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Open Access Research article

Public stated preferences and predicted uptake for genome-based colorectal cancer screening

Catharina GM Groothuis-Oudshoorn1*, Jilles M Fermont12, Janine A van Til1 and Maarten J IJzerman1

Author Affiliations

1 Department of Health Technology and Services Research, MIRA Institute for Biomedical Technology & Technical Medicine, University of Twente, P.O. box 217, 7500 AE, Enschede, The Netherlands

2 Health Economics Research Centre, Nuffield Department of Population Health, University of Oxford, Oxford, United Kingdom

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BMC Medical Informatics and Decision Making 2014, 14:18  doi:10.1186/1472-6947-14-18

Published: 19 March 2014

Abstract

Background

Emerging developments in nanomedicine allow the development of genome-based technologies for non-invasive and individualised screening for diseases such as colorectal cancer. The main objective of this study was to measure user preferences for colorectal cancer screening using a nanopill.

Methods

A discrete choice experiment was used to estimate the preferences for five competing diagnostic techniques including the nanopill and iFOBT. Alternative screening scenarios were described using five attributes namely: preparation involved, sensitivity, specificity, complication rate and testing frequency. Fourteen random and two fixed choice tasks, each consisting of three alternatives, were offered to 2225 individuals. Data were analysed using the McFadden conditional logit model.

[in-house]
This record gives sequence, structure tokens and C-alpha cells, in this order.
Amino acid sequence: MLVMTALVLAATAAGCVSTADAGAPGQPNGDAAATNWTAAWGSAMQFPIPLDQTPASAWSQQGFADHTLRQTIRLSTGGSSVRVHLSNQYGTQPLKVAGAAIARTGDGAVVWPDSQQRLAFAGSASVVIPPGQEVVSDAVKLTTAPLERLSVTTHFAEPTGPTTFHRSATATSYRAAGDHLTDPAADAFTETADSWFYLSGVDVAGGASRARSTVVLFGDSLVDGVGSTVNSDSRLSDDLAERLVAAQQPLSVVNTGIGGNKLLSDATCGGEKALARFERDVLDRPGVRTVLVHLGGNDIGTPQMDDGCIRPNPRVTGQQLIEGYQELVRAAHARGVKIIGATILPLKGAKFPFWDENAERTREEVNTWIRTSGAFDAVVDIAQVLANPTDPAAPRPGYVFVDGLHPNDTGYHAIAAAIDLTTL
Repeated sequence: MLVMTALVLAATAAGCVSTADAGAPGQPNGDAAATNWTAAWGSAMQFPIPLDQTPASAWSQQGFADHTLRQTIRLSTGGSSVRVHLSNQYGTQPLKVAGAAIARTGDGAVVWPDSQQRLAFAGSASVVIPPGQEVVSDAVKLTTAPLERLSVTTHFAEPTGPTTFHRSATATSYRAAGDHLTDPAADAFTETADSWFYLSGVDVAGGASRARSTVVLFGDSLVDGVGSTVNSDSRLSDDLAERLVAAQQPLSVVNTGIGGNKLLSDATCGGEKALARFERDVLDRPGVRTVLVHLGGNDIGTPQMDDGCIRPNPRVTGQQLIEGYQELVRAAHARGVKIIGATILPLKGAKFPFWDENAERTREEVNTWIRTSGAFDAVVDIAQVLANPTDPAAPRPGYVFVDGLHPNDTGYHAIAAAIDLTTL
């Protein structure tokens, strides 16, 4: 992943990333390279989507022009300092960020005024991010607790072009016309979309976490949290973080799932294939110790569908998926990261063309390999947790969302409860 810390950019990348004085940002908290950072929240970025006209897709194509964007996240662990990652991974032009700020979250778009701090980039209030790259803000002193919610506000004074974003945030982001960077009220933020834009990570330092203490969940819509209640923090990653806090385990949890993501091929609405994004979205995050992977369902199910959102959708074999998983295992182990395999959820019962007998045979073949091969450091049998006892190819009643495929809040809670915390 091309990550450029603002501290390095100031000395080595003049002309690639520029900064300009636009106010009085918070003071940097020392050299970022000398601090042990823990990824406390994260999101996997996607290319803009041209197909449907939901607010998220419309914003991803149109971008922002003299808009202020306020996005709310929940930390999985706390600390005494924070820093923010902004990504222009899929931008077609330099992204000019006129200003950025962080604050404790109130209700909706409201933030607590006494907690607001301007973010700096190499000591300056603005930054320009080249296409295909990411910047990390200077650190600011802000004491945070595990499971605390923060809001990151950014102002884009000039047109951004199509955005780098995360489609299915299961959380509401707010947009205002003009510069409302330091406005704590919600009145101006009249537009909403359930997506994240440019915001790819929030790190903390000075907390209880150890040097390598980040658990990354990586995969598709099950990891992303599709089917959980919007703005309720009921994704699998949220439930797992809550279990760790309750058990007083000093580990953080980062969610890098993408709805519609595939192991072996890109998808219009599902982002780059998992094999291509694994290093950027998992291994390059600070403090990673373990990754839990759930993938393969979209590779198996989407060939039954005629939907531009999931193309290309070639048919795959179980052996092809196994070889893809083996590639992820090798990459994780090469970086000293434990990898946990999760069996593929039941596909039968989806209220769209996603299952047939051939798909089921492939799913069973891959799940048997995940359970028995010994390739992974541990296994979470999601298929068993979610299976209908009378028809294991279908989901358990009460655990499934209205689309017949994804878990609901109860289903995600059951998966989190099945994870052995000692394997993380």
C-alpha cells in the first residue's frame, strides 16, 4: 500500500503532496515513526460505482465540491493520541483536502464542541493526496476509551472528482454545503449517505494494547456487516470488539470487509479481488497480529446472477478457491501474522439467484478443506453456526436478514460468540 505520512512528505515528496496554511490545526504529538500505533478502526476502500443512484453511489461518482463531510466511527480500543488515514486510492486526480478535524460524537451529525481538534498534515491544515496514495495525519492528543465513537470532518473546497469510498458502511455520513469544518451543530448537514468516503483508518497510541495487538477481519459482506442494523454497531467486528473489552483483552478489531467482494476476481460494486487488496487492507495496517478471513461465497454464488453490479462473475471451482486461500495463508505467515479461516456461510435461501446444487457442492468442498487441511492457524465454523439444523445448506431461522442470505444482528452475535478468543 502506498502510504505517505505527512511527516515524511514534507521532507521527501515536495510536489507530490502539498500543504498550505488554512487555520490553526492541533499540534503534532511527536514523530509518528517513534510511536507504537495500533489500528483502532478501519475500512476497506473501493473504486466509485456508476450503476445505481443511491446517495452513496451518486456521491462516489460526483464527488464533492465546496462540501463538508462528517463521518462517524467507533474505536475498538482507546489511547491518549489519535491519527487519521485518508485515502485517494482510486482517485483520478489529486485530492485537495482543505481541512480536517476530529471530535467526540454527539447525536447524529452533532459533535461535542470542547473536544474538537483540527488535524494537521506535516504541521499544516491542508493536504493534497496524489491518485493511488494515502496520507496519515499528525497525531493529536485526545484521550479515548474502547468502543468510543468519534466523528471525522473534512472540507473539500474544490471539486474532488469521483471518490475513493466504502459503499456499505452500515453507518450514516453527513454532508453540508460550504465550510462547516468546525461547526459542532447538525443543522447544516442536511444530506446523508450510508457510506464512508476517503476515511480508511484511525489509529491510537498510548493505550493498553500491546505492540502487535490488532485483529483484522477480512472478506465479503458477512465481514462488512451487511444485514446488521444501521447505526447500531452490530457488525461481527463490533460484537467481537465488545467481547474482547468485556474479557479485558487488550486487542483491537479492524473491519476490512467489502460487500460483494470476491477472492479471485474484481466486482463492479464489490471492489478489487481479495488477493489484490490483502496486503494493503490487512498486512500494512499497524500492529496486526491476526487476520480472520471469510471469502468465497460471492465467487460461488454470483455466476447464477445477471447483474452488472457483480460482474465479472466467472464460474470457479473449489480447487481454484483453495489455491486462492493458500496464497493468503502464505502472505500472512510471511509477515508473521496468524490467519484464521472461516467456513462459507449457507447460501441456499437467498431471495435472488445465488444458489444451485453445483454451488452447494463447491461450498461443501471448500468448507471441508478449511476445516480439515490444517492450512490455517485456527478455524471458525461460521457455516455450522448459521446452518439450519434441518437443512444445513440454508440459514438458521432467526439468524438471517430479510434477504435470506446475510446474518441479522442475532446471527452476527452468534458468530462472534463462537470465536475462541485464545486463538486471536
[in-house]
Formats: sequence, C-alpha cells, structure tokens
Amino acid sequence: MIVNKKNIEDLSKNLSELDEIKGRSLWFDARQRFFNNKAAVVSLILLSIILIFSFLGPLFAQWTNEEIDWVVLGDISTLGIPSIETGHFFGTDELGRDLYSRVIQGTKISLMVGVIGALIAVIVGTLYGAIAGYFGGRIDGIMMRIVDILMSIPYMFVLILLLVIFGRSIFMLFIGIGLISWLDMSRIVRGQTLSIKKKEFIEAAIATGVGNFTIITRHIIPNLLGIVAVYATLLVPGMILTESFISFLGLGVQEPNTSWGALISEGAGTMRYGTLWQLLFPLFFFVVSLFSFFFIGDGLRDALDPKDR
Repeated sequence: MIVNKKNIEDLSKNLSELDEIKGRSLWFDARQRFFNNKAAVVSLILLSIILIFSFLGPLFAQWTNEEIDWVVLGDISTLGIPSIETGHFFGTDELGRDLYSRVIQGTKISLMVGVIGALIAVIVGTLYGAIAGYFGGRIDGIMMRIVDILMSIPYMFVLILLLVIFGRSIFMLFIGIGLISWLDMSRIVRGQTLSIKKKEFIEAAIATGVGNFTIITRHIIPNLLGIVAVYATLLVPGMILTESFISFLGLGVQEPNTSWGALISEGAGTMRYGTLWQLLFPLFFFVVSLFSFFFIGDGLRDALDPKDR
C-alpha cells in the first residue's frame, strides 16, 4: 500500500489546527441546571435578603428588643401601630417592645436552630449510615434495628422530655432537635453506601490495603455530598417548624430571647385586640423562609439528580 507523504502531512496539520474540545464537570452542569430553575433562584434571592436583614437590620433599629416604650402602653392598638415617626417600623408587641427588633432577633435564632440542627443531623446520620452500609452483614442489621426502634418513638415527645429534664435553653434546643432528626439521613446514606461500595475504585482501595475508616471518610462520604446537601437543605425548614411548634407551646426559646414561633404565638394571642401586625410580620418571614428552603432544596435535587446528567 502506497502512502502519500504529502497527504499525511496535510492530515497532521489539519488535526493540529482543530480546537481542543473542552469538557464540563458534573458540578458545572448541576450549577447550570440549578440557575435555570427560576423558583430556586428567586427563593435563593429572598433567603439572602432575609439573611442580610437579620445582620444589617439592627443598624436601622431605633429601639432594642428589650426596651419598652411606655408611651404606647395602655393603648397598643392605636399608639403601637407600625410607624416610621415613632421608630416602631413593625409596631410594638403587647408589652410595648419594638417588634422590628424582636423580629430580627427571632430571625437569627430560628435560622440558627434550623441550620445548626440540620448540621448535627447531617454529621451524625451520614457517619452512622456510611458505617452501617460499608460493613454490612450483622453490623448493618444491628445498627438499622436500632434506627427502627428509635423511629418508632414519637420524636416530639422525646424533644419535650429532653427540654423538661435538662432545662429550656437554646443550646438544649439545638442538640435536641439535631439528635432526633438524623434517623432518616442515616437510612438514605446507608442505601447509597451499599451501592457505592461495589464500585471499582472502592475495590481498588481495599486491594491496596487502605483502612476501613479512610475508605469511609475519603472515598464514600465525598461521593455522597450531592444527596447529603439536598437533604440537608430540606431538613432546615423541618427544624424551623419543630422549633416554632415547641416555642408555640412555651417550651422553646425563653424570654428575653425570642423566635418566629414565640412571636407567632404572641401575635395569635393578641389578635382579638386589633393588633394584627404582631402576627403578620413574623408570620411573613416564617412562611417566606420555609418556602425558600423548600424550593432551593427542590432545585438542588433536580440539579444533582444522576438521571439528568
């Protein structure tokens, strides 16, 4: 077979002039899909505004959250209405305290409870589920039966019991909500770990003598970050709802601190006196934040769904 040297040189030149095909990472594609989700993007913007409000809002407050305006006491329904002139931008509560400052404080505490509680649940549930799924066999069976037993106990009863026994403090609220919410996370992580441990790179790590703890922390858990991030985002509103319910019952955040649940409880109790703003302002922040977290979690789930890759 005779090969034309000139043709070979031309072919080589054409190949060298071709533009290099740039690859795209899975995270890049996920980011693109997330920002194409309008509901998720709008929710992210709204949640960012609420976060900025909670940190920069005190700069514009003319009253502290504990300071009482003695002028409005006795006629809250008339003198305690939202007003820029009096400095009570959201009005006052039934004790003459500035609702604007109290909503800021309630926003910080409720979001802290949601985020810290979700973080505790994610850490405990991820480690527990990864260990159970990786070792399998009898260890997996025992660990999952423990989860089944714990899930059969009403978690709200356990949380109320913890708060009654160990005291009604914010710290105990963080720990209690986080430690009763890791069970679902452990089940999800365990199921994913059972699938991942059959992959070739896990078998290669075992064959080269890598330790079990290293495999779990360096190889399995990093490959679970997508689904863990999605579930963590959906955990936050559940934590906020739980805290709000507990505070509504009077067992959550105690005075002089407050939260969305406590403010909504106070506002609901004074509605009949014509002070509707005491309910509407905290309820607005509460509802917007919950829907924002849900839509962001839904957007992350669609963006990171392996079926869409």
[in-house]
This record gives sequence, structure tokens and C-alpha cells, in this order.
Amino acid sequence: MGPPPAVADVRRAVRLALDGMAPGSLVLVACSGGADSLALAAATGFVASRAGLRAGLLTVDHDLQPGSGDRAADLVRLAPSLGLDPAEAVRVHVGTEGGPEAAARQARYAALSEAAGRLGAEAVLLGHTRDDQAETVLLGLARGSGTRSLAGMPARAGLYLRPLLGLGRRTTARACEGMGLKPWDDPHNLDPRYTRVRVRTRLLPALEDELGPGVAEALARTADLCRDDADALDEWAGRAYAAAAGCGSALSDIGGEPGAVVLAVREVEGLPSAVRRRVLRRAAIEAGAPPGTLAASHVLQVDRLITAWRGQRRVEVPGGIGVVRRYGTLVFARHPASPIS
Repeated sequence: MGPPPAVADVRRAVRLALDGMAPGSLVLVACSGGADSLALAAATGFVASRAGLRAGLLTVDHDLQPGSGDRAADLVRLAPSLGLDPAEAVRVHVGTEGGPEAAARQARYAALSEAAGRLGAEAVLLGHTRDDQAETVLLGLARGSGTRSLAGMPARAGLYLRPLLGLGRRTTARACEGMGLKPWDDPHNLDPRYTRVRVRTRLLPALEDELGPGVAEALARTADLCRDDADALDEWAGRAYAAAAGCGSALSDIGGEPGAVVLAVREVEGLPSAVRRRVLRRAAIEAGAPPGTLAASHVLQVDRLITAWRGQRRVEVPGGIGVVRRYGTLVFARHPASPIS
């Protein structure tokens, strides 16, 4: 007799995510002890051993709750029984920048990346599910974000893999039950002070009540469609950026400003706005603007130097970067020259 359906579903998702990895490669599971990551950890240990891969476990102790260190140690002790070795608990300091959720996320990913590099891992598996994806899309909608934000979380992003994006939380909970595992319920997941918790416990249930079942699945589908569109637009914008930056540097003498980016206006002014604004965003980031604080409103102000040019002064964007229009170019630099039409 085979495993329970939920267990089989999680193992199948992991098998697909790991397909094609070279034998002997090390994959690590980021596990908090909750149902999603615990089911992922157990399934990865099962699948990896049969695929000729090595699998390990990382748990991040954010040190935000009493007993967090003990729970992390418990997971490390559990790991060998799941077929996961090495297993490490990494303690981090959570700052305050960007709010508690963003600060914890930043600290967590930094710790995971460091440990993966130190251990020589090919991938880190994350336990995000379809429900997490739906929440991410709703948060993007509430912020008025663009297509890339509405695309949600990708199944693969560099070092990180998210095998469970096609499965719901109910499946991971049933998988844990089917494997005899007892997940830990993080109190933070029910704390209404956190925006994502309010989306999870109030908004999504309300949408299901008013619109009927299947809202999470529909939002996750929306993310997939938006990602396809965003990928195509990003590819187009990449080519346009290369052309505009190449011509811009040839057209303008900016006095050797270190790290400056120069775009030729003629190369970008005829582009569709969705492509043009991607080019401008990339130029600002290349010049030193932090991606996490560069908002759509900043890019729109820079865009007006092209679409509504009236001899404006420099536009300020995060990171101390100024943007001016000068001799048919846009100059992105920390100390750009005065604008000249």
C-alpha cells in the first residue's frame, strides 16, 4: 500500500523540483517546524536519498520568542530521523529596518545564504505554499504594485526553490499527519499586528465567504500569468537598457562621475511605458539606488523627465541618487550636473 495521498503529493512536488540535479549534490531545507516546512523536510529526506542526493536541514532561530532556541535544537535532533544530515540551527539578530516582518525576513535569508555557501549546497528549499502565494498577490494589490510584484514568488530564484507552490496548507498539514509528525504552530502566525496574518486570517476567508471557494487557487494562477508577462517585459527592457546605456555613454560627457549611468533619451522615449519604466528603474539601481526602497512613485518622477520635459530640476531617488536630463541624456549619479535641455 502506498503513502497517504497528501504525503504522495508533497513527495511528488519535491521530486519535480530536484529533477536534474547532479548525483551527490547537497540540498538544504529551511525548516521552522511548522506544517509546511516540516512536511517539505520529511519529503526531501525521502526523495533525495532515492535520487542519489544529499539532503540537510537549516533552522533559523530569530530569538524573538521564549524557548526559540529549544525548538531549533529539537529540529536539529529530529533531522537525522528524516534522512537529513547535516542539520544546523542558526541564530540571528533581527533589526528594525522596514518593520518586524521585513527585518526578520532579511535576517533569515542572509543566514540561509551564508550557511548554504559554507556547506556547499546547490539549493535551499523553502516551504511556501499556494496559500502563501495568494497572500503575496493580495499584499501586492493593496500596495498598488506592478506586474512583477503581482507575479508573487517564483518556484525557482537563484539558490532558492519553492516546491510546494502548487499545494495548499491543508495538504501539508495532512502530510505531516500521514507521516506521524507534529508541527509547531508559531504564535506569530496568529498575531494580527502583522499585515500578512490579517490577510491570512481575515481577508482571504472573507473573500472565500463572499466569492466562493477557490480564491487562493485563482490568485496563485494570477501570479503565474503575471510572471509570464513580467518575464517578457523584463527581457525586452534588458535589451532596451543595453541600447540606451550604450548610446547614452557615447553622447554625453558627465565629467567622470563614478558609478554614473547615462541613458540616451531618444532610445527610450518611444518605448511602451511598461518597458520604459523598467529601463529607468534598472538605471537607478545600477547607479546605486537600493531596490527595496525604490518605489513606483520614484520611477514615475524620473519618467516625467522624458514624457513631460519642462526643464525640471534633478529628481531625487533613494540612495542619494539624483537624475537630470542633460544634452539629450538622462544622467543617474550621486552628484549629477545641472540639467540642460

Results

Thirteen hundred and fifty-six respondents completed the questionnaire. The most important attributes (and preferred levels) were the screening technique (nanopill), sensitivity (100%) and preparation (no preparation). Stated screening uptake for the nanopill was 79%, compared to 76% for iFOBT. In the case of screening with the nanopill, the percentage of people preferring not to be screened would be reduced from 19.2% (iFOBT) to 16.7%.

Conclusions

Although the expected benefits of nanotechnology based colorectal cancer screening are improved screening uptake, assuming more accurate test results and less preparation involved, the relative preference of the nanopill is only slightly higher than the iFOBT. Estimating user preferences during the development of diagnostic technologies could be used to identify relative performance, including perceived benefits and harms compared to competitors allowing for significant changes to be made throughout the process of development.

Keywords:
Discrete choice experiment; Conjoint analysis; Nanopill; Colorectal cancer screening; Health technology assessment